Family, Mistletoe. Color of stems, yellowish; of berries, white. Leaves, opposite, leathery, thick, 1-ribbed, entire, oval or oblong, blunt, with short petioles, 1 to 2 inches long. Staminate flowers, composed of a 3-lobed calyx, and 1 stamen at the base of each lobe with a 2-celled sessile anther. Pistillate flowers, a single berry-like ovary, surrounded by a 3-lobed calyx. Fruit, a fleshy berry. Flowers, in axillary clusters. May to July.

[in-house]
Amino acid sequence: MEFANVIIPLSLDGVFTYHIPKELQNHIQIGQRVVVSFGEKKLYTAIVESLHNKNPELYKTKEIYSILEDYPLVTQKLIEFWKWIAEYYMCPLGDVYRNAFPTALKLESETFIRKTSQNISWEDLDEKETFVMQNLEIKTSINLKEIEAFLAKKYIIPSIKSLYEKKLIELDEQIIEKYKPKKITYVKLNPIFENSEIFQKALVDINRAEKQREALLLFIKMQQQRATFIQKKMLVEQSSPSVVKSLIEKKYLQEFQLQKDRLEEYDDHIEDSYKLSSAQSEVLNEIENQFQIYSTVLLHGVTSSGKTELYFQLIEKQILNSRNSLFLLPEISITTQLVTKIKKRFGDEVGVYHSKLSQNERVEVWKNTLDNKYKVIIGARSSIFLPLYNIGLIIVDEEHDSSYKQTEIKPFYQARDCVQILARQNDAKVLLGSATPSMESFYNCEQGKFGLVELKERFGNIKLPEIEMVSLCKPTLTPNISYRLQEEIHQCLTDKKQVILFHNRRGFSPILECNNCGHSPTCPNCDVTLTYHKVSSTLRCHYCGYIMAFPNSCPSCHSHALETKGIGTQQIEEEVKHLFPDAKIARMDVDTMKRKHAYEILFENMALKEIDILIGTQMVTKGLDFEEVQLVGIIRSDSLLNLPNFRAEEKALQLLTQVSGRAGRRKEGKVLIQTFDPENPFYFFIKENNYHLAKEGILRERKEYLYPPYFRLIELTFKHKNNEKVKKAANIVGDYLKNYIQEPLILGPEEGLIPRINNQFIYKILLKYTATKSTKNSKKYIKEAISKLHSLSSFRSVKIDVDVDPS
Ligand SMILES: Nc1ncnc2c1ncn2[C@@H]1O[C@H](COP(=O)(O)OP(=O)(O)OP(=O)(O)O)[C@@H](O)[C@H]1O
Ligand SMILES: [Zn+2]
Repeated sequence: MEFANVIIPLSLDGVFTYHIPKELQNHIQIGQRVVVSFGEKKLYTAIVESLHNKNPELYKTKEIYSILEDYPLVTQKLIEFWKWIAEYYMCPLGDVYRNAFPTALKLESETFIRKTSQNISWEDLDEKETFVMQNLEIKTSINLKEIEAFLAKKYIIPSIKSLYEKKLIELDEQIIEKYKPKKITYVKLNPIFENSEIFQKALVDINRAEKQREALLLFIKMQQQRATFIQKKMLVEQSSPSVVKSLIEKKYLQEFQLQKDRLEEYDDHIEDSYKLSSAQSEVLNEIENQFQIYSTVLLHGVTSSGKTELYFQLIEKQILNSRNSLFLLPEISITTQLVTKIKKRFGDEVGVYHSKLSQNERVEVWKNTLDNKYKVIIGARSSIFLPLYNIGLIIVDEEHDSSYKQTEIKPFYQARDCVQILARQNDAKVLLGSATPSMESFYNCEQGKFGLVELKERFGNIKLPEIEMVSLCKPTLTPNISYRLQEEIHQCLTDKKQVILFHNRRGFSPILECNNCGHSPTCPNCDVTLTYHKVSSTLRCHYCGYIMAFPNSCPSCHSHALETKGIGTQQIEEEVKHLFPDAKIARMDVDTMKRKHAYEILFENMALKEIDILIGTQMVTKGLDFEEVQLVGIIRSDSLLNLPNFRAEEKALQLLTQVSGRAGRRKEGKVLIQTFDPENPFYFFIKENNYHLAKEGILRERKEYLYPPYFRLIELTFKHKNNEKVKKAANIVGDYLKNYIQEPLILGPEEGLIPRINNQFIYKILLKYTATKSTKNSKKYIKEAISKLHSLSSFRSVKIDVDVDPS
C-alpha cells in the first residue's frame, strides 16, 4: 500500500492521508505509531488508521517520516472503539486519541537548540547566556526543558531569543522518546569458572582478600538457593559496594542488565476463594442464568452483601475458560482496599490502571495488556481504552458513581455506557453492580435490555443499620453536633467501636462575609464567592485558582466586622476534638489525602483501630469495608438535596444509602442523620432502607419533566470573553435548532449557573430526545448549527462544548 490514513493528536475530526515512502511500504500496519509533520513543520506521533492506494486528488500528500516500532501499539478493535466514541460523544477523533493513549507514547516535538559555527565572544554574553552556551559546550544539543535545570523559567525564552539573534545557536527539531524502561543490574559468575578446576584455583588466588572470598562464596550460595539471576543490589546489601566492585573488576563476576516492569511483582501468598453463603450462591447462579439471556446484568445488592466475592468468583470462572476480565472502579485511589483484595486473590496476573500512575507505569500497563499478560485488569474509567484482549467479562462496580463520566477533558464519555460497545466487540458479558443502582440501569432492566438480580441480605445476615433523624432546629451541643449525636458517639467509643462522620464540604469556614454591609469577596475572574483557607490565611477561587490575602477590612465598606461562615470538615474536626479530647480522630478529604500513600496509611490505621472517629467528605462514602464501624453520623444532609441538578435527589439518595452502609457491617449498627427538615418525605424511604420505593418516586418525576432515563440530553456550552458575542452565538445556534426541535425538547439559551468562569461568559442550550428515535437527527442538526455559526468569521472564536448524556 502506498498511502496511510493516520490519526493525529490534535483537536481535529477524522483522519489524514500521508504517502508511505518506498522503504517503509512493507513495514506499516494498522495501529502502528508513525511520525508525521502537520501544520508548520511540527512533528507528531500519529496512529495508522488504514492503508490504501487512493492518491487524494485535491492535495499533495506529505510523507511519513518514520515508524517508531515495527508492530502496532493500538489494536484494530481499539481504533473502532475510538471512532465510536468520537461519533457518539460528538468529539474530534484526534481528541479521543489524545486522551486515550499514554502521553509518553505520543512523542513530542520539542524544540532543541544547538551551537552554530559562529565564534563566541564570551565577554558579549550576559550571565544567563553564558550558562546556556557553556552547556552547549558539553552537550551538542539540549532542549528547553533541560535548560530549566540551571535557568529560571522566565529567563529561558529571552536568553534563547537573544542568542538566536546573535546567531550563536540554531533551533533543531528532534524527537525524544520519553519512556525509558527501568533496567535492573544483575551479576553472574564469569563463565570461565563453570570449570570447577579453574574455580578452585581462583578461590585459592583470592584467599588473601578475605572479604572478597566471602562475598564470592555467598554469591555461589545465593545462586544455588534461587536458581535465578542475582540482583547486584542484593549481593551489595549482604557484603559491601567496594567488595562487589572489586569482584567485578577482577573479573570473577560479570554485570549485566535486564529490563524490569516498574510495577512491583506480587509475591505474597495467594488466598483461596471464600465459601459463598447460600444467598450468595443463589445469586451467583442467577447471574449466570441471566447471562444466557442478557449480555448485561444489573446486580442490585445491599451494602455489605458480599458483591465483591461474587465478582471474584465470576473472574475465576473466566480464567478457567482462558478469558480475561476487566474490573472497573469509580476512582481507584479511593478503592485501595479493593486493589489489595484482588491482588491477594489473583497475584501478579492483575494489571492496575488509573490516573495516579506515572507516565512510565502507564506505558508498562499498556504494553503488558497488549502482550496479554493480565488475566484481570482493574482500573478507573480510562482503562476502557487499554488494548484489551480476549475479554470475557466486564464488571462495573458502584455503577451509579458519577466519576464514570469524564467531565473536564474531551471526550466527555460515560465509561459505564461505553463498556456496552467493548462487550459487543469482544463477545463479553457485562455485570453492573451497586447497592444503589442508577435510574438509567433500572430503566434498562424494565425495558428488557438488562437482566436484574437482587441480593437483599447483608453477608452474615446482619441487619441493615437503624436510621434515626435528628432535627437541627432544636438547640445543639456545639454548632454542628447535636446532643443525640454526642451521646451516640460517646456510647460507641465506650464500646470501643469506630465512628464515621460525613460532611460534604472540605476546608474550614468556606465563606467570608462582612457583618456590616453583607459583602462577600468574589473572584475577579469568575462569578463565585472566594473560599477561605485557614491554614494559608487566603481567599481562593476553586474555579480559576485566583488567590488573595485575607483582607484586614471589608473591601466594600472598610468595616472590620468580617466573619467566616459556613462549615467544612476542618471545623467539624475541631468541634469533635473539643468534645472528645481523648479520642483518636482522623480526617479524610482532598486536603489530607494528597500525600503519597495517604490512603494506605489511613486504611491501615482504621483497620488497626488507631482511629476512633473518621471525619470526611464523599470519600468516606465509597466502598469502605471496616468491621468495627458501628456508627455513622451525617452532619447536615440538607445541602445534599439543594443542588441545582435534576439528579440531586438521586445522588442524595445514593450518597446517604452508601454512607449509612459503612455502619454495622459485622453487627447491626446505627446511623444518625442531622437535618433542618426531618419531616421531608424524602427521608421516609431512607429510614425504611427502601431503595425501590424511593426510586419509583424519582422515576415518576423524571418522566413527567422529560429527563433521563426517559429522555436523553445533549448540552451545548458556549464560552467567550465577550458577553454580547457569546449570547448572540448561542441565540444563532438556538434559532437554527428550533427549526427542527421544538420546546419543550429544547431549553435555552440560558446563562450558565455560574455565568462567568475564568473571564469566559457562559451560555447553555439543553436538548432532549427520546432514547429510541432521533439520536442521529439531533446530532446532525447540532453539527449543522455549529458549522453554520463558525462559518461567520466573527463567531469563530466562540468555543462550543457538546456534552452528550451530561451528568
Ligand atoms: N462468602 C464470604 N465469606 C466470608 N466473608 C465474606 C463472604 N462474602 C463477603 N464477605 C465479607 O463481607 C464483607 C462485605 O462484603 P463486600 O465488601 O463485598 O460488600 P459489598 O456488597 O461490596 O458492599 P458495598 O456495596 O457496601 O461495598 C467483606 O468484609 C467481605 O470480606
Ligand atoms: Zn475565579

Shrubs parasitic on trees, especially the tupelo and red maple, from central New Jersey southward. The mistletoe sold so much on our city streets at Christmas time is Viscum album, imported from England. It grows on many fruit and forest trees, especially the apple tree, being not specially injurious to them, the Lombardy poplar alone being exempt. It bears yellow flowers in February or March, and ripens fruit the next autumn. Bird-lime is derived from the viscid pulp of the berries. Birds are the propagators of this parasite, since they eat the berries and wipe their bills upon the branches of trees, leaving a seed to germinate. It was held sacred by the ancient Druids when found, as it seldom is, growing upon an oak.